The choice of embedding media affects image quality, tissue R(2)*, and susceptibility behaviors in post‐mortem brain MR microscopy at 7.0T


  • P. Dusek
  • V.I. Madai
  • T. Huelnhagen
  • E. Bahn
  • R. Matej
  • J. Sobesky
  • T. Niendorf
  • Julio Acosta-Cabronero
  • J. Wuerfel


  • Magnetic Resonance in Medicine


  • Magn Reson Med 81 (4): 2688-2701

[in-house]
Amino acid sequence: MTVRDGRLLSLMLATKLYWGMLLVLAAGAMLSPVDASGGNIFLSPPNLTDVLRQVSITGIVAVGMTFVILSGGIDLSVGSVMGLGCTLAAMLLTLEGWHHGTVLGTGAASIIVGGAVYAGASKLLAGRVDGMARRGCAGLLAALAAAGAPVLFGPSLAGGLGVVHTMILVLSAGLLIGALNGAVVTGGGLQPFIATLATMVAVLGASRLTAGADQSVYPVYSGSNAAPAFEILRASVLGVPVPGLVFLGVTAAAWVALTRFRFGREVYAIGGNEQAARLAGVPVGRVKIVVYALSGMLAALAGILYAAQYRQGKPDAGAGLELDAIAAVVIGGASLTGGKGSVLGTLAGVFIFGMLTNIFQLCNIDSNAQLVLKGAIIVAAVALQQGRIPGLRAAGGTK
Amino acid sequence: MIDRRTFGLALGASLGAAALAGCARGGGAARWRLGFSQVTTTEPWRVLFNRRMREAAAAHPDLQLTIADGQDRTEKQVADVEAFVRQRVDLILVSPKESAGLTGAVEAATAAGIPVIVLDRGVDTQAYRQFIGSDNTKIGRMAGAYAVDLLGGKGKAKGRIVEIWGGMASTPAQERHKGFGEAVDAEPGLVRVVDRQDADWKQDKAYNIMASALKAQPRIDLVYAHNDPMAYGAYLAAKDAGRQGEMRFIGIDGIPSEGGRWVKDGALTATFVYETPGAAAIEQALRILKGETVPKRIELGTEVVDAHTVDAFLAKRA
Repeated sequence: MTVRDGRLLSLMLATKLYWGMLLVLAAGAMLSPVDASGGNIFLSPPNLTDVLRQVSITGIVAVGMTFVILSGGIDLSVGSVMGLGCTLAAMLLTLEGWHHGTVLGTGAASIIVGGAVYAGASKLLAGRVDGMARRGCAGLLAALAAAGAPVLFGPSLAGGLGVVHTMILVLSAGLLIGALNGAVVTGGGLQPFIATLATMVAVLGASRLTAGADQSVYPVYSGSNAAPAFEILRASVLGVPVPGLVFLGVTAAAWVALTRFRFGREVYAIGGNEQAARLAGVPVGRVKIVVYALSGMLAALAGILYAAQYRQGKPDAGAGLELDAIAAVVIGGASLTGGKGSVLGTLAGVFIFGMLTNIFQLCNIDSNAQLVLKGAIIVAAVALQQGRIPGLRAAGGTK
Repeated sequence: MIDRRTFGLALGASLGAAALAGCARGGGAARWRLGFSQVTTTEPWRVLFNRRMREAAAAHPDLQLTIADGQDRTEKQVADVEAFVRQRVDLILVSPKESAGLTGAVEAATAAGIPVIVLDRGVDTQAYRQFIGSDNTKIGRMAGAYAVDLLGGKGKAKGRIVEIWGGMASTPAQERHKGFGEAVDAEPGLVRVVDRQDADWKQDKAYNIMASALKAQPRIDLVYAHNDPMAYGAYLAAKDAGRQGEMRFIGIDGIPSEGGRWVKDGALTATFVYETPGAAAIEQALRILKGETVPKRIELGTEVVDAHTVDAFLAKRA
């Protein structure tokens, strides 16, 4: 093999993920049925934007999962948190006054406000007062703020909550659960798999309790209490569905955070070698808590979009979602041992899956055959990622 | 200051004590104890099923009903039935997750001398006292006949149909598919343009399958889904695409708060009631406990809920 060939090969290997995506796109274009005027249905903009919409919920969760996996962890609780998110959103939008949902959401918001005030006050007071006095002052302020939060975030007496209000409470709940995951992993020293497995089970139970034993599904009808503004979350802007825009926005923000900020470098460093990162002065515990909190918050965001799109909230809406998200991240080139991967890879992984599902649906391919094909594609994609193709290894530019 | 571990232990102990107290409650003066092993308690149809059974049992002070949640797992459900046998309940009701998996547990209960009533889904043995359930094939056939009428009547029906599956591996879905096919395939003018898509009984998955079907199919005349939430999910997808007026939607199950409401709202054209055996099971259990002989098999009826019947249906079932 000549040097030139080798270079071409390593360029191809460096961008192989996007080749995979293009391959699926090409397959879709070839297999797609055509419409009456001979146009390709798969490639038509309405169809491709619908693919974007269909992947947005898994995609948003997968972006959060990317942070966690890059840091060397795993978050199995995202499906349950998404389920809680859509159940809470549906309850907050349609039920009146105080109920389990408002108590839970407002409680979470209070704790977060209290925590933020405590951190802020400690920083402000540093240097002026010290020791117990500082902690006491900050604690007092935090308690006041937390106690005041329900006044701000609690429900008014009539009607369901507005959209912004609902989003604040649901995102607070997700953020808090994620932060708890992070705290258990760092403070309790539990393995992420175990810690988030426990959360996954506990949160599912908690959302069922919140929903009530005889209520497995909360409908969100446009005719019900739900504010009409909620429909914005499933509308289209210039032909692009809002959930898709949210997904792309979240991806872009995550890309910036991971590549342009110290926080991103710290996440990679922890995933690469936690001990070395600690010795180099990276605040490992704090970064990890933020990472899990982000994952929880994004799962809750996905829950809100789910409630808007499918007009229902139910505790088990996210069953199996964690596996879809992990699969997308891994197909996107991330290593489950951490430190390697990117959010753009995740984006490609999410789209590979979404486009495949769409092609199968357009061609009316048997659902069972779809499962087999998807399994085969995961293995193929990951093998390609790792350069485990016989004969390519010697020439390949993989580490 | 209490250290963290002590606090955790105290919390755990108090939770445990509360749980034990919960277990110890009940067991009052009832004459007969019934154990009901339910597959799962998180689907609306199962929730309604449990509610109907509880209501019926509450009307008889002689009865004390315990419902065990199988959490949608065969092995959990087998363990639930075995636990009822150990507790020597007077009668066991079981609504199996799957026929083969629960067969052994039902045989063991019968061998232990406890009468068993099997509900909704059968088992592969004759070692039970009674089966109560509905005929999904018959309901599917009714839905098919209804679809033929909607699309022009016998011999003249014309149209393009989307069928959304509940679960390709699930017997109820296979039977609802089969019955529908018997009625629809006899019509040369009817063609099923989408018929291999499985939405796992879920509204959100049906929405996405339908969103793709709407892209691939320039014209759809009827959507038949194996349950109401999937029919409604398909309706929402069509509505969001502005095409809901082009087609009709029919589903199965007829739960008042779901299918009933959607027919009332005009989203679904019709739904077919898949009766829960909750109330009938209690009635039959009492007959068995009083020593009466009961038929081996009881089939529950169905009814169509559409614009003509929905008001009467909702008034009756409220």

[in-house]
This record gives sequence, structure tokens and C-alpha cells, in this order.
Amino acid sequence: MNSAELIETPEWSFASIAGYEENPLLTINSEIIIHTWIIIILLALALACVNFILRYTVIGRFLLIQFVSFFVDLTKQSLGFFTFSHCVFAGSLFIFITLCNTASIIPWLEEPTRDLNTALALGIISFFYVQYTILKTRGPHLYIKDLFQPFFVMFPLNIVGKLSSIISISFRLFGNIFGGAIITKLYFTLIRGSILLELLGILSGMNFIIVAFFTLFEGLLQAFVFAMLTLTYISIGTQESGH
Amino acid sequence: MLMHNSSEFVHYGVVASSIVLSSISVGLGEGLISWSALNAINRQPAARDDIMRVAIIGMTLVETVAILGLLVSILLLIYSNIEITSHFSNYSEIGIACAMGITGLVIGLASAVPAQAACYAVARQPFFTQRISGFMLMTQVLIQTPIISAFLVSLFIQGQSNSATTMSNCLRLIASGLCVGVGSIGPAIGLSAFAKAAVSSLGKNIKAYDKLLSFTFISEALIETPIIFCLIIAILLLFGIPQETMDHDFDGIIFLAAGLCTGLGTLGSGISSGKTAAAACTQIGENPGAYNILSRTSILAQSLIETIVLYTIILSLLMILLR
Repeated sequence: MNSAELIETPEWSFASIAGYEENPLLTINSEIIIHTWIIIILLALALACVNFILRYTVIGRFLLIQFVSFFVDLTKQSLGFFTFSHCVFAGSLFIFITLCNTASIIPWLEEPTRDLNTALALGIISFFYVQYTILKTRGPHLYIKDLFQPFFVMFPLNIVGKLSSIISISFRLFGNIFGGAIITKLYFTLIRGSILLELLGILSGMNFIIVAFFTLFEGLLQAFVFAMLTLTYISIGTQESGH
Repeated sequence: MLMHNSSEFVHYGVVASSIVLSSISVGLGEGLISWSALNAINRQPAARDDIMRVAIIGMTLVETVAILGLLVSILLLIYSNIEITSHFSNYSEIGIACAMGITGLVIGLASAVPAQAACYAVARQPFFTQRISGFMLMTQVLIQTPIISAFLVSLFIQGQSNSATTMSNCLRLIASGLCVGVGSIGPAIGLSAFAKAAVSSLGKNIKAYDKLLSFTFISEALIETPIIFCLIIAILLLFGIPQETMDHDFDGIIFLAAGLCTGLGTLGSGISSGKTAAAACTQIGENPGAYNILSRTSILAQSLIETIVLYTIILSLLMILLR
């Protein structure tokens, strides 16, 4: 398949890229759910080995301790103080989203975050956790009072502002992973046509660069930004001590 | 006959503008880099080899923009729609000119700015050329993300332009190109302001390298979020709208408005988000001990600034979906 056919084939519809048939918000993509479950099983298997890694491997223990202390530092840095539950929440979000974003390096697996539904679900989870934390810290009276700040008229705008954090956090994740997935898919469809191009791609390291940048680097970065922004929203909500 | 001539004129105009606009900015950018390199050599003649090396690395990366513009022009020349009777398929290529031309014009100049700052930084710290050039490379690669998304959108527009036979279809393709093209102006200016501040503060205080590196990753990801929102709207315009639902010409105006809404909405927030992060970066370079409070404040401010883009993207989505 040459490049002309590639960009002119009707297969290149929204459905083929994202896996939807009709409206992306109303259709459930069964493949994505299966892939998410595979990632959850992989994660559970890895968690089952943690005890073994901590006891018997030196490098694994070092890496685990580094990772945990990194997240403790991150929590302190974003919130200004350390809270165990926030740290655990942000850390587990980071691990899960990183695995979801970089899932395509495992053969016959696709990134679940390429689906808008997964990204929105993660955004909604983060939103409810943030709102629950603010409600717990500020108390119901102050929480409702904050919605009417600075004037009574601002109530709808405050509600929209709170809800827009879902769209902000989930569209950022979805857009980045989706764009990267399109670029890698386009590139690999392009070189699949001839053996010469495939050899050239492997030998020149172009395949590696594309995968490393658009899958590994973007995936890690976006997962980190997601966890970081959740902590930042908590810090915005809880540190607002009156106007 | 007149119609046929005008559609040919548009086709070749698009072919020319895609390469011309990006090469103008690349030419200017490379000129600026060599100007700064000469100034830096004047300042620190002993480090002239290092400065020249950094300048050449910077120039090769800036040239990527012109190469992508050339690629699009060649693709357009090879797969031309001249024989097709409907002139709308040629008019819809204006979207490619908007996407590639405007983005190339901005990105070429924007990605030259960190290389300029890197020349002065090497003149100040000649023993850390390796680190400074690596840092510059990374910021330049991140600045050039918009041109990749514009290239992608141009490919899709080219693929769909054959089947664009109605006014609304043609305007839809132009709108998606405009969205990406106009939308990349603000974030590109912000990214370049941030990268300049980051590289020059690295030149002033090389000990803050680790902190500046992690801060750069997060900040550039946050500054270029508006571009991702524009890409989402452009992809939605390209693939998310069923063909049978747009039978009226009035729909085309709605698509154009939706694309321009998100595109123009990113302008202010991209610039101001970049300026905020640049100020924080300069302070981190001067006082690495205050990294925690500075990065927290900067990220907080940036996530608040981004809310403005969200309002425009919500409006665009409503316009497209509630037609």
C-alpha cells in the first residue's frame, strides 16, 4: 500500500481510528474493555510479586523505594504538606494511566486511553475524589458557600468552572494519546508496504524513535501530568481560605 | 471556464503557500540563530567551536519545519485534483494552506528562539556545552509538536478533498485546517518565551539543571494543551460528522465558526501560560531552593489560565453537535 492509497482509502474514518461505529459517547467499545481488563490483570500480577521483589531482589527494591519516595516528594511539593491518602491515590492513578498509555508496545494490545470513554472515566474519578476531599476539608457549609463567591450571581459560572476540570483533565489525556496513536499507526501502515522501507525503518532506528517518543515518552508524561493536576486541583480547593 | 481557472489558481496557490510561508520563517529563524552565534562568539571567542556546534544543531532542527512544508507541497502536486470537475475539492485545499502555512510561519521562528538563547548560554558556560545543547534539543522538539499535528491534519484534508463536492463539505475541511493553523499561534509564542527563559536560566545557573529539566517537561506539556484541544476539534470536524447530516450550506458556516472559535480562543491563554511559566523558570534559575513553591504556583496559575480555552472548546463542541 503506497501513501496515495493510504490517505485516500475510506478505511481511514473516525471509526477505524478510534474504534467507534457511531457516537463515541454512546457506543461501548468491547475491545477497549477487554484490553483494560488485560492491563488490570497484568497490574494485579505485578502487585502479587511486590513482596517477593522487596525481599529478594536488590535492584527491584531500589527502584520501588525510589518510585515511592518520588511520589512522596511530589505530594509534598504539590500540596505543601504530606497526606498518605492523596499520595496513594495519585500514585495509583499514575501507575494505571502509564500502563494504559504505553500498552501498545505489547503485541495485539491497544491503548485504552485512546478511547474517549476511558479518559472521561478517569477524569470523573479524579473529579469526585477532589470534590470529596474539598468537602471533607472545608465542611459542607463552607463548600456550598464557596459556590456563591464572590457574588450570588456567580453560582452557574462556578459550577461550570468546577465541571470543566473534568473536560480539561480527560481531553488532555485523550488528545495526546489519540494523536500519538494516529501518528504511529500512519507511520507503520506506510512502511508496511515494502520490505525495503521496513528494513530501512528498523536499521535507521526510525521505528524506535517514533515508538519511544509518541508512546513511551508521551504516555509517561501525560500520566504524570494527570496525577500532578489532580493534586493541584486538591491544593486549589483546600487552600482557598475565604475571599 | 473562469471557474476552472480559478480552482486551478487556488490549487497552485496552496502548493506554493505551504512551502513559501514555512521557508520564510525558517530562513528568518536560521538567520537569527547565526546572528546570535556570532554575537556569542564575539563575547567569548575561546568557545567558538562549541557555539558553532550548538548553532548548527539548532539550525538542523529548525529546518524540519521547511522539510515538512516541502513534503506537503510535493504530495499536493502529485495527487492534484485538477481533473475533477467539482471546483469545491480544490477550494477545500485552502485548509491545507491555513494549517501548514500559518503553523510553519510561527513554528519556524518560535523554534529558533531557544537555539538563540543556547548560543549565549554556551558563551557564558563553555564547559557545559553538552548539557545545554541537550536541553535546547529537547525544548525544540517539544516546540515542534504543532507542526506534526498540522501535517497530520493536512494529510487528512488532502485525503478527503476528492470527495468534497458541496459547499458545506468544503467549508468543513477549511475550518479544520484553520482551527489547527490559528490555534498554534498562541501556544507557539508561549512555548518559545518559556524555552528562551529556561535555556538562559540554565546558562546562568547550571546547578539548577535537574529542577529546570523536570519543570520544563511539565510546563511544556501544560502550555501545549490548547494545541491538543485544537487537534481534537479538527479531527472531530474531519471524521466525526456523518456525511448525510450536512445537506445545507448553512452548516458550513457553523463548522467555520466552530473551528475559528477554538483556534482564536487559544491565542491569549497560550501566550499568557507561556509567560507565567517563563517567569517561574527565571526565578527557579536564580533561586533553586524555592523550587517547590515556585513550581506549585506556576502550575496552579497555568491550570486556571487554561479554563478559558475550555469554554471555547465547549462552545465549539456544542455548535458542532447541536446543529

• PURPOSE: The quality and precision of post‐mortem MRI microscopy may vary depending on the embedding medium used. To investigate this, our study evaluated the impact of 5 widely used media on: (1) image quality, (2) contrast of high spatial resolution gradient-echo (T(1) and T(2)*-weighted) MR images, (3) effective transverse relaxation rate (R(2)*), and (4) quantitative susceptibility measurements (QSM) of post-mortem brain specimens. METHODS: Five formaldehyde-fixed brain slices were scanned using 7.0T MRI in: (1) formaldehyde solution (formalin), (2) phosphate-buffered saline (PBS), (3) deuterium oxide (D(2)O), (4) perfluoropolyether (Galden), and (5) agarose gel. SNR and contrast-to-noise ratii (SNR/CNR) were calculated for cortex/white matter (WM) and basal ganglia/WM regions. In addition, median R(2)* and QSM values were extracted from caudate nucleus, putamen, globus pallidus, WM, and cortical regions. RESULTS: PBS, Galden, and agarose returned higher SNR/CNR compared to formalin and D(2)O. Formalin fixation, and its use as embedding medium for scanning, increased tissue R(2)*. Imaging with agarose, D(2)O, and Galden returned lower R(2)* values than PBS (and formalin). No major QSM offsets were observed, although spatial variance was increased (with respect to R(2)* behaviors) for formalin and agarose. CONCLUSIONS: Embedding media affect gradient-echo image quality, R(2)*, and QSM in differing ways. In this study, PBS embedding was identified as the most stable experimental setup, although by a small margin. Agarose and Galden were preferred to formalin or D(2)O embedding. Formalin significantly increased R(2)* causing noisier data and increased QSM variance.